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Even though I've been eating out A LOT lately, I haven't been writing much up.  Not because I believe restaurants shouldn't be evaluated as they struggle back from closure.  Just because I've gotten out of the habit.  (And also because my nominally remunerative writing [THAT'S a hot one] has been taking up a lot of time and writing energy lately.  And as my mother almost certainly would have tried to teach me if I were a girl [based on the stupid reactionary stuff she did teach me as a non-girl], why buy the cow . . . ?)

But it's time to get back.  Most reviews will be of fairly old meals and so will be based on faulty recollection.  Sort of addled after-the-fact syntheses of what the meals were like.

I couldn't be more excited about Fradei.  I think I'd be this excited even if the place hadn't emerged after a year-long restaurant dead zone.

What this is, is bistronomie in Brooklyn (Fort Greene, to be exact).  Like, for real.  The two (American) chefs worked together at Septime.

It's a set five-course menu surprise (for $80).  The menu changes every three or four weeks, to accommodate changes in available produce.  It always begins with some fancied-up kind of potato chip (that alone would make this one of my favorite restaurants in New York).  It always includes a pasta (but not a very Italian-seeming one).  I guess there's always a fish course and a meat course and, probably, a vegetable course.  With dessert, that would make five.

The stuff is great.  It's in the current Parisian style, which means it isn't explicitly "French"-seeming.  Except that it's clearly French food, contemporary division.  And it's all delicious, interesting, wonderful.

You may be wondering how they handle wine, since you have to order it having no idea what you'll be drinking it with.  They swear that the rather extensive wine list changes with each new menu, and that every bottle on the list could conceivably accompany every course.  If you take that as meaning that the list changes incrementally with each new menu rather than entirely, that might be true.  And if you take their assurance that every bottle would at least not be flagrantly inappropriate with any course as advice not to sweat the pairings too much, that becomes sort of plausible as well.  Obviously, the list is entirely Natural.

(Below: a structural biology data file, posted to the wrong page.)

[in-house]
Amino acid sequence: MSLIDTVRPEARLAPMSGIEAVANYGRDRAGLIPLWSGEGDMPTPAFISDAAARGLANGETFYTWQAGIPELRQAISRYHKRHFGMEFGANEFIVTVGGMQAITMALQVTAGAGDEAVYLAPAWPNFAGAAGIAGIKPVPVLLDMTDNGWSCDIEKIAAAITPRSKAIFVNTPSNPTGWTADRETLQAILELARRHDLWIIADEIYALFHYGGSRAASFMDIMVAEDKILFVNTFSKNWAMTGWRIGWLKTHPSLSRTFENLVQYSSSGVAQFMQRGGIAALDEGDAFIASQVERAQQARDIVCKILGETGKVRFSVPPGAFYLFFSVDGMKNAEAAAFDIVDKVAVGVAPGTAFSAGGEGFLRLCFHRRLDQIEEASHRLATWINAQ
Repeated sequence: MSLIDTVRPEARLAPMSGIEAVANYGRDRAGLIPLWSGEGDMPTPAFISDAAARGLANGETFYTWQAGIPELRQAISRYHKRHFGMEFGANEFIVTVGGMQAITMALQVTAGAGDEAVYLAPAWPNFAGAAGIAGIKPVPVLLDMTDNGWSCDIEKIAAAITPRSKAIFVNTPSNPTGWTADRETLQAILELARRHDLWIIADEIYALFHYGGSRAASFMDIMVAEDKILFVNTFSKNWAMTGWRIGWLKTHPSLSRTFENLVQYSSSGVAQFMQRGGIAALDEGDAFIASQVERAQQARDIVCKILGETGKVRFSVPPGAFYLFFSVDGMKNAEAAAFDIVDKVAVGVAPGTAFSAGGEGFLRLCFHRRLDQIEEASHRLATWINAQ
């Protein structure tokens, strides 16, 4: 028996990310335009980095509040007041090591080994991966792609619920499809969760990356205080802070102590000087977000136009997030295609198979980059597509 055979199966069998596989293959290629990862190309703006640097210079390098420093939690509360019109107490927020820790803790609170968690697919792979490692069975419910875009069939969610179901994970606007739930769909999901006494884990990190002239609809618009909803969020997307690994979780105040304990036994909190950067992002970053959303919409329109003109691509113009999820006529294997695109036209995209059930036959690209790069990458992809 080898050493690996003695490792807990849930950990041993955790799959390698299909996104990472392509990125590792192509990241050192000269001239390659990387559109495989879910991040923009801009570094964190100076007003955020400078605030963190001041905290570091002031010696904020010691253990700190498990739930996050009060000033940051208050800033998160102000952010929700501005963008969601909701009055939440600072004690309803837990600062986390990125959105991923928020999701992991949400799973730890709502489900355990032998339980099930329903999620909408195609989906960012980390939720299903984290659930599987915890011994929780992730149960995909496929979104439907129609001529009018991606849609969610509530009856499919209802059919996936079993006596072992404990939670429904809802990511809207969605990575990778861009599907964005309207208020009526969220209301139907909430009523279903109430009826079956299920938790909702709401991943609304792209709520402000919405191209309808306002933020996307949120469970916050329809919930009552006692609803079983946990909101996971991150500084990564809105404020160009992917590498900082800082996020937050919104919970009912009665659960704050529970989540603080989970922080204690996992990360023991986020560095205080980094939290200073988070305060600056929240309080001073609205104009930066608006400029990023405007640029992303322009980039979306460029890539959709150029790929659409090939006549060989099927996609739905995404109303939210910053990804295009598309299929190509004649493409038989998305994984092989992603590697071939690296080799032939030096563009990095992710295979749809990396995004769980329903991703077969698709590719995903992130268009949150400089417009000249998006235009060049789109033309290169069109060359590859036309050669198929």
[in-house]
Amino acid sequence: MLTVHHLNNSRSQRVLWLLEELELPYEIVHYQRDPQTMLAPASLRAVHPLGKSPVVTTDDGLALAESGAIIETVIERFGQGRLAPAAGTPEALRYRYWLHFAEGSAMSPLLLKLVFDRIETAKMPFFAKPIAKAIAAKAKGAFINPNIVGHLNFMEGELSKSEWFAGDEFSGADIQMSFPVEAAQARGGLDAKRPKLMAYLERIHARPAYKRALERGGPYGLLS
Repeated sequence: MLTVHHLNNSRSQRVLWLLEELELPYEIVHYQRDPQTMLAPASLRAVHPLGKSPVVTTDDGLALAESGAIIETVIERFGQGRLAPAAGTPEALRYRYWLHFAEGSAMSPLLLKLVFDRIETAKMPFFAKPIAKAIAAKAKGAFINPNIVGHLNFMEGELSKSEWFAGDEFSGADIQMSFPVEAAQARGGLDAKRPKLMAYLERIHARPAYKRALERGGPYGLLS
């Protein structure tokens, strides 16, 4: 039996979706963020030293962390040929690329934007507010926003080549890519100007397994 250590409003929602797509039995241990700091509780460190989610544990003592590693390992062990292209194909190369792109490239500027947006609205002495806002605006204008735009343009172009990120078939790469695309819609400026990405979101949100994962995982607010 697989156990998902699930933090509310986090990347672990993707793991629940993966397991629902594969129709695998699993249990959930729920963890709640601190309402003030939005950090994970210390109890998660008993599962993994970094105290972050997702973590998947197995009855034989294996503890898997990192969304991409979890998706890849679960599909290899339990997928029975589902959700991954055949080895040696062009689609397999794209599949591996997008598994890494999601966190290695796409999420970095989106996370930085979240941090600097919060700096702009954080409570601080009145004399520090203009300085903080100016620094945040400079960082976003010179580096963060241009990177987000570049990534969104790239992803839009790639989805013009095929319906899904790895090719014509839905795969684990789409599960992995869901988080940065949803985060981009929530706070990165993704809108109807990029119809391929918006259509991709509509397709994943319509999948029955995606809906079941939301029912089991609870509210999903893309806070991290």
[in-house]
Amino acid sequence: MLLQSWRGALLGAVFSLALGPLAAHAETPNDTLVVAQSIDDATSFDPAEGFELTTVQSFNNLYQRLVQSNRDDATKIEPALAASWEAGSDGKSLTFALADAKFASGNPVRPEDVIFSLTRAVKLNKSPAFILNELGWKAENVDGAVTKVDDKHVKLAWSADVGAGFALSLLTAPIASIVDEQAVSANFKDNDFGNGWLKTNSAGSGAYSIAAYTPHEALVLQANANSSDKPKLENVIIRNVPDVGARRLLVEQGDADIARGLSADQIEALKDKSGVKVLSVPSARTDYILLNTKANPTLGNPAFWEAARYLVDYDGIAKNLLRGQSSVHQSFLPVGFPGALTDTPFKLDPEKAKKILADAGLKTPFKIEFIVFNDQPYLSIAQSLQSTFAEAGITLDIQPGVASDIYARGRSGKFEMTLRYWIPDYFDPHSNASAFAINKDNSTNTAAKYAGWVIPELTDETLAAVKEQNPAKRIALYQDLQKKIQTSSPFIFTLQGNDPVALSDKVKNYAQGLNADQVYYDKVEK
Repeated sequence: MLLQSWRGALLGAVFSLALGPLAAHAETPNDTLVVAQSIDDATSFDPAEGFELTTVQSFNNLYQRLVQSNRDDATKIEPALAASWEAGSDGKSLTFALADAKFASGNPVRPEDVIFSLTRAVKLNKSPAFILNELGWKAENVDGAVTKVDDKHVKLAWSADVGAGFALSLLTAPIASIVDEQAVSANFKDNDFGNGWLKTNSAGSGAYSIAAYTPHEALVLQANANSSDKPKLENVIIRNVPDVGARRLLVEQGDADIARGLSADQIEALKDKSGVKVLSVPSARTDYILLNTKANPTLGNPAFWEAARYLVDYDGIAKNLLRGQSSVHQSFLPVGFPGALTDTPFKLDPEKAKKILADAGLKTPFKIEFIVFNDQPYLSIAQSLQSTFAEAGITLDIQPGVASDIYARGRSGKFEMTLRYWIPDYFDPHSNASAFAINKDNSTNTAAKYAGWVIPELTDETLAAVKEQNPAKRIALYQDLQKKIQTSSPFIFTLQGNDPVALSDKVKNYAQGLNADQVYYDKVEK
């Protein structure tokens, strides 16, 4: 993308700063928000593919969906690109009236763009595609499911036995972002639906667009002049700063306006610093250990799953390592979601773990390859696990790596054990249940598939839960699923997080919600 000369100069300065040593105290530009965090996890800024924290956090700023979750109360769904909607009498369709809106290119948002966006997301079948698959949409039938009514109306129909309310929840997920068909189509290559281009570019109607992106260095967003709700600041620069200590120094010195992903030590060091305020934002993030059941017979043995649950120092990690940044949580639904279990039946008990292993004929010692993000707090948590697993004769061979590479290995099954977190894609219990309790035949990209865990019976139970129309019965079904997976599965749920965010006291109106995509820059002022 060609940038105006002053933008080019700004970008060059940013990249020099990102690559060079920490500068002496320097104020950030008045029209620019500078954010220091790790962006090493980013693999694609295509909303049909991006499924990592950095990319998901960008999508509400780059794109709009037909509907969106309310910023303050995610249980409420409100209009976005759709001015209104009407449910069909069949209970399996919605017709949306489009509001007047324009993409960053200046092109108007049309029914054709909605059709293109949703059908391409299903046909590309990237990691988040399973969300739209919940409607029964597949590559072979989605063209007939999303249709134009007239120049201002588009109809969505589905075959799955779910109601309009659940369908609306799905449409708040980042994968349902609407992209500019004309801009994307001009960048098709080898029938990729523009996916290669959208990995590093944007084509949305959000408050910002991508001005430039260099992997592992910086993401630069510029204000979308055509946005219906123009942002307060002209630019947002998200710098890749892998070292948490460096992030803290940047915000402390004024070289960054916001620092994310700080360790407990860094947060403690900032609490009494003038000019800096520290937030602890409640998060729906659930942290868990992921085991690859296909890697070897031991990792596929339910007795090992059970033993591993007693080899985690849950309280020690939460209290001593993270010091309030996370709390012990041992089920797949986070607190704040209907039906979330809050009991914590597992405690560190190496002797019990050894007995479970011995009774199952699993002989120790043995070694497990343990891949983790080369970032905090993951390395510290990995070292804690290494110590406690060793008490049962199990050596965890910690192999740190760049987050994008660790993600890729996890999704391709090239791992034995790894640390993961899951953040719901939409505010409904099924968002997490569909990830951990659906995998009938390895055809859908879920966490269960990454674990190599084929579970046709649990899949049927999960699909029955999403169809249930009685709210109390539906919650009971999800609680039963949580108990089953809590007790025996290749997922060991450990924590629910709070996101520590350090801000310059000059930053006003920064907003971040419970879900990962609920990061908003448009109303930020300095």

This tiny restaurant -- locals like me will know the space as the old Cafe Lafayette -- has a staff of four:  the two chefs in the kitchen, and the two highly personable owners (one from Brittany and the other from, I think, the Veneto) comprising the entire FOH.  It could not be more charming.  It could not be more EXACTLY what I like.

Well, it could in one way:  they have not yet opened their bar, and table reservations are available only for groups of two or more.  Which is incredibly frustrating for me:  I can WALK to this place.  With luck my constant nagging about opening the bar will bear fruit.

COMP DISCLOSURE:  If you stay late enough, they will ply you with a long succession of drinks of various kinds:  whatever they're feeling like having.  When my date and I finally decided to leave, they seemed disappointed.

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These posts are really useful to me as I am strangely blank about where I want to be eating. I also “connect with” writing less on forums (or blogs like the Pink Pig) once one’s day “job” is writ

As I was sitting there last night, I kept focusing on something I don’t think quite registered the first time:  $80.  This splendid five-course dinner costs $80.  (The wine isn't that expensive, eithe

I love how absolutely unhinged this post is even if I agree with the general sentiment. As for Gotham, according to the online menu the lamb costs (a still quite high) $58, not $80. Like the bogu